The key number: Of 26 large Air Force programs (so-called ACAT-1s) “18 have reduced their forecasted estimates, projecting savings of approximately $7.1 billion,” according to a report Davis sent to Mike Donley, Air Force Secretary.

Here’s a summary of the reasons for the decline in costs, rendered in good old Pentagon speak:

“The USAF Acquisition system performance has slightly improved over the past year. There are improved trends in Program Manager Assessments, Cost Performance, improvements in Workforce Capabilities and in some areas of Contracting and Funding performance,” reads the cautious summary of a report Davis sent to Mike Donley, Air Force Secretary.

How did this happen and what does it mean?

“At least the [cost] trends are stabilized. That’s about as excited as I’m willing to get,” the general said with a rueful smile.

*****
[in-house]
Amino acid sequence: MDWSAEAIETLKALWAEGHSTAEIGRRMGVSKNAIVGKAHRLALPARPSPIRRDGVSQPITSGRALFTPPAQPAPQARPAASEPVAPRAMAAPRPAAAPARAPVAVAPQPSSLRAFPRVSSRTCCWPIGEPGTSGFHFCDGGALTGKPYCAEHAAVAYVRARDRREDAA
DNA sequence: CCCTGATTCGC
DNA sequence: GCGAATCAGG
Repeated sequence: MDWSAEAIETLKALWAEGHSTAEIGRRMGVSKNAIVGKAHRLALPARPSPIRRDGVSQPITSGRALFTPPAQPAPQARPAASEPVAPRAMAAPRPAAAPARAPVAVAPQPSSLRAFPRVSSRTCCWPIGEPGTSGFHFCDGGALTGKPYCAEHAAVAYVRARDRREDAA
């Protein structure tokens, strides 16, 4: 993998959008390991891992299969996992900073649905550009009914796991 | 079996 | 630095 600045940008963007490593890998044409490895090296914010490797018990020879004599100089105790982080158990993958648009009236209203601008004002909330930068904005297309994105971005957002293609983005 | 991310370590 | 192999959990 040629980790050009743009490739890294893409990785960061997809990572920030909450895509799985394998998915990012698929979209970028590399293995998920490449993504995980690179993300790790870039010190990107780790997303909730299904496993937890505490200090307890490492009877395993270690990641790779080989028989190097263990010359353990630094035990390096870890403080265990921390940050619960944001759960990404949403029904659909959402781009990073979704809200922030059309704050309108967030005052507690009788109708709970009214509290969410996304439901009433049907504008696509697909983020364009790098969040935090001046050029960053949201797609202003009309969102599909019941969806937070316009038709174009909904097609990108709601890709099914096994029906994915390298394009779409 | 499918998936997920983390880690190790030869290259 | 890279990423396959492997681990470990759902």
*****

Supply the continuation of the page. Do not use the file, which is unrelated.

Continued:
Gen. Davis said there were not one or two variables that might have led to the decreased costs. When I asked him to imagine he was explaining the news to Congress he said the air Force is producing “more rigorous cost estimates at beginning of programs; more focused business deals; better contract negotiations — more focused negotiations.” There’s one other factor to consider. “I won’t kid you either. Some of this [costs] is lower because we bought fewer of them. But that’s not the answer because that always happens,” he said.

One of the most striking factors seemed to be that the Air Force has managed to keep requirements under control during the last year, with not a single Key Performance Parameter violated. To the uninitiated, that means no program stuck something on a weapon that wasn’t there already or insisted on it being able to do something that wasn’t already planned.